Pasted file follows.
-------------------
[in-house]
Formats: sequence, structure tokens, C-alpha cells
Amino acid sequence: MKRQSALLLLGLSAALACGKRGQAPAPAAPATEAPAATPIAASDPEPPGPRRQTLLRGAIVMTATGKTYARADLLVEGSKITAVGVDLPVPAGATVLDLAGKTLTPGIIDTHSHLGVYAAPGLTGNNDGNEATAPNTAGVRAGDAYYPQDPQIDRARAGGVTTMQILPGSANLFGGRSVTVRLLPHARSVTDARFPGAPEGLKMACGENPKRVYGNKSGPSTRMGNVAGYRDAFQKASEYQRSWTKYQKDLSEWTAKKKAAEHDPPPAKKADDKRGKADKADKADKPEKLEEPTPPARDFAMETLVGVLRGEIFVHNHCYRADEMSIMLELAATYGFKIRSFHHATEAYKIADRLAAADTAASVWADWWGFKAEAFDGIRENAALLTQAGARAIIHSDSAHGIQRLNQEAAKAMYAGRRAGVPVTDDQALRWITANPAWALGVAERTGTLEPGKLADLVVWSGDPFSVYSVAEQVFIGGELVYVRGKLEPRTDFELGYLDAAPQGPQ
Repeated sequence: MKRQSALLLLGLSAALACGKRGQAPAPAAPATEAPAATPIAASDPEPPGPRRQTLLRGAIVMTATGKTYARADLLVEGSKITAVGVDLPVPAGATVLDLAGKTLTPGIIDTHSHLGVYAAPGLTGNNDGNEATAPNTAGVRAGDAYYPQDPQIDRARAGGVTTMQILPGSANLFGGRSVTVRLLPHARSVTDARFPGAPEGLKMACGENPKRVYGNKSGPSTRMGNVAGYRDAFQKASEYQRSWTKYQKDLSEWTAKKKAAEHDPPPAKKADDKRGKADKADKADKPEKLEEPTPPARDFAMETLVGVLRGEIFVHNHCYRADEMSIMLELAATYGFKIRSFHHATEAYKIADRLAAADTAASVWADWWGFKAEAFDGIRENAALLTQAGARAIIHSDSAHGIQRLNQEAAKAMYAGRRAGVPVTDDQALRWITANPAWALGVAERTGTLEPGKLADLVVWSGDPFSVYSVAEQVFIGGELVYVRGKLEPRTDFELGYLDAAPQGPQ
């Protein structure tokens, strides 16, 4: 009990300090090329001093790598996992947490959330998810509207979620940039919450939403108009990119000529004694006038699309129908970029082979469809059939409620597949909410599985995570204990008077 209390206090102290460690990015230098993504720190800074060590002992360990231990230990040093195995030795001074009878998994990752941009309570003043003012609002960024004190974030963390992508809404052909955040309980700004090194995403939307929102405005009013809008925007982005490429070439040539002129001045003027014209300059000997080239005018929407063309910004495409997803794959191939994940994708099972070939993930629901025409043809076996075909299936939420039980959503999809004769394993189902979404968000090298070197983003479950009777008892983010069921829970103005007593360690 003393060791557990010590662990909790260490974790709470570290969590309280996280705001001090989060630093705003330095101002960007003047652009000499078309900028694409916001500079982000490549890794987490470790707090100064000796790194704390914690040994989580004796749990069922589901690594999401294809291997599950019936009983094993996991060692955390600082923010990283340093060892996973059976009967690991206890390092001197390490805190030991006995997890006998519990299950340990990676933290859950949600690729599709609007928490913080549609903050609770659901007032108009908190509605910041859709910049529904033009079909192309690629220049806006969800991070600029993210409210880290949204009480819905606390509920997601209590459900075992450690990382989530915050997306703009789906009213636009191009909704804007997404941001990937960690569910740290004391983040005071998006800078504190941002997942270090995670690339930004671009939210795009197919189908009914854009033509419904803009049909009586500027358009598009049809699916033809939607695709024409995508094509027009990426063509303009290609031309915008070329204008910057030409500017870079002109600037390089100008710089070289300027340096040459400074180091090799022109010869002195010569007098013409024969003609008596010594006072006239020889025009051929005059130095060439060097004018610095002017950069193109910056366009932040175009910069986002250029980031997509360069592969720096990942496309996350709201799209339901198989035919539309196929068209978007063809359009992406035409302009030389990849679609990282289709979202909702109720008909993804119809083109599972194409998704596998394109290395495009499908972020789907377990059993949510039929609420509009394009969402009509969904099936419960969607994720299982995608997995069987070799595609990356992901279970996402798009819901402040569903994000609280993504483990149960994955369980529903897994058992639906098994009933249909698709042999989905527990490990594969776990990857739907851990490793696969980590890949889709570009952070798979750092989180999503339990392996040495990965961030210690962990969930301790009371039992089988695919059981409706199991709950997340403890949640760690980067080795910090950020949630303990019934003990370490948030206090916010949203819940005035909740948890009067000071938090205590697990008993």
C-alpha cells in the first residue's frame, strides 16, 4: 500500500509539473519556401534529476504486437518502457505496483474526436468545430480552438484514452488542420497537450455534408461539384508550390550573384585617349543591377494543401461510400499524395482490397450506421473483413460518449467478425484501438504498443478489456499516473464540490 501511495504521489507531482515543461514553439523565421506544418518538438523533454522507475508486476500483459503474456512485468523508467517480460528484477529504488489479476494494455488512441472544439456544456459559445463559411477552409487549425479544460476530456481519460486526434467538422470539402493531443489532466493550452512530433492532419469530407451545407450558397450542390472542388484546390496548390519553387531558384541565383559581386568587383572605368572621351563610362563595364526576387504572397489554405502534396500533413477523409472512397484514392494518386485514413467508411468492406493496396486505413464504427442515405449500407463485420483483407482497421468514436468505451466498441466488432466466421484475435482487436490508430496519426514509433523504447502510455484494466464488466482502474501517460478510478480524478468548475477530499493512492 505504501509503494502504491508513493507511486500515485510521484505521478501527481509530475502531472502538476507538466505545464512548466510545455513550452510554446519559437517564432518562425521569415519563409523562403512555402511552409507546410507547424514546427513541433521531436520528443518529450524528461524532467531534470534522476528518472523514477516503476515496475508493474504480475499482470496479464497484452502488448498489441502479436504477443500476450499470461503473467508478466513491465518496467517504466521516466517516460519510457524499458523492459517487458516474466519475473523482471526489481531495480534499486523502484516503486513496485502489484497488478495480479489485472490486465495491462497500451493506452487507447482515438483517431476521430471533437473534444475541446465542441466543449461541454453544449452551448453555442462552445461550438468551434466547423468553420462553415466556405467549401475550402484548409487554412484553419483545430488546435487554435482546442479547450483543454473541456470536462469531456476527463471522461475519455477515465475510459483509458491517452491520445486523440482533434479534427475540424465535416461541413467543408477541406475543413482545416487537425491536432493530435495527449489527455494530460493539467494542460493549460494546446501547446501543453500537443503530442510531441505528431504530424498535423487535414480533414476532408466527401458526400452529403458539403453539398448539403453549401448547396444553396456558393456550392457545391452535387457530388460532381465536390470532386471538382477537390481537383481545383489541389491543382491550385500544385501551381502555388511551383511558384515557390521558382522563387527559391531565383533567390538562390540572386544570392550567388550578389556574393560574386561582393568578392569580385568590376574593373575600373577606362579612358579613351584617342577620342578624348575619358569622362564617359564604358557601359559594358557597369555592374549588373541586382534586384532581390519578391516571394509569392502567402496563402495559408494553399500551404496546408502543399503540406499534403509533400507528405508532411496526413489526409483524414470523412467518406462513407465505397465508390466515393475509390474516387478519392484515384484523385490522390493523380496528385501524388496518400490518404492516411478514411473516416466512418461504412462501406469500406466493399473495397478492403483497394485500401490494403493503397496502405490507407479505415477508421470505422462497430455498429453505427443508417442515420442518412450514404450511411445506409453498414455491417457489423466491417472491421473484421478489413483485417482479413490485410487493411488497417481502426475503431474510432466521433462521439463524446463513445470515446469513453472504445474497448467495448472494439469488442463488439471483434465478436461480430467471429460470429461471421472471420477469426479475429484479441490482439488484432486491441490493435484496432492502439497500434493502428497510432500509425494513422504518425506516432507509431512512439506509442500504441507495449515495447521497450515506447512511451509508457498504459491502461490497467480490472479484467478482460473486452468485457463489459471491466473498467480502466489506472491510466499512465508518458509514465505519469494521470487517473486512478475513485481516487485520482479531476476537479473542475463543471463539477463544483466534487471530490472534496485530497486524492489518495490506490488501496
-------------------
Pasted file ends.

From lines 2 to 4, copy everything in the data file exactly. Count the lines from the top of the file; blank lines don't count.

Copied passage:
Formats: sequence, structure tokens, C-alpha cells
Amino acid sequence: MKRQSALLLLGLSAALACGKRGQAPAPAAPATEAPAATPIAASDPEPPGPRRQTLLRGAIVMTATGKTYARADLLVEGSKITAVGVDLPVPAGATVLDLAGKTLTPGIIDTHSHLGVYAAPGLTGNNDGNEATAPNTAGVRAGDAYYPQDPQIDRARAGGVTTMQILPGSANLFGGRSVTVRLLPHARSVTDARFPGAPEGLKMACGENPKRVYGNKSGPSTRMGNVAGYRDAFQKASEYQRSWTKYQKDLSEWTAKKKAAEHDPPPAKKADDKRGKADKADKADKPEKLEEPTPPARDFAMETLVGVLRGEIFVHNHCYRADEMSIMLELAATYGFKIRSFHHATEAYKIADRLAAADTAASVWADWWGFKAEAFDGIRENAALLTQAGARAIIHSDSAHGIQRLNQEAAKAMYAGRRAGVPVTDDQALRWITANPAWALGVAERTGTLEPGKLADLVVWSGDPFSVYSVAEQVFIGGELVYVRGKLEPRTDFELGYLDAAPQGPQ
Repeated sequence: MKRQSALLLLGLSAALACGKRGQAPAPAAPATEAPAATPIAASDPEPPGPRRQTLLRGAIVMTATGKTYARADLLVEGSKITAVGVDLPVPAGATVLDLAGKTLTPGIIDTHSHLGVYAAPGLTGNNDGNEATAPNTAGVRAGDAYYPQDPQIDRARAGGVTTMQILPGSANLFGGRSVTVRLLPHARSVTDARFPGAPEGLKMACGENPKRVYGNKSGPSTRMGNVAGYRDAFQKASEYQRSWTKYQKDLSEWTAKKKAAEHDPPPAKKADDKRGKADKADKADKPEKLEEPTPPARDFAMETLVGVLRGEIFVHNHCYRADEMSIMLELAATYGFKIRSFHHATEAYKIADRLAAADTAASVWADWWGFKAEAFDGIRENAALLTQAGARAIIHSDSAHGIQRLNQEAAKAMYAGRRAGVPVTDDQALRWITANPAWALGVAERTGTLEPGKLADLVVWSGDPFSVYSVAEQVFIGGELVYVRGKLEPRTDFELGYLDAAPQGPQ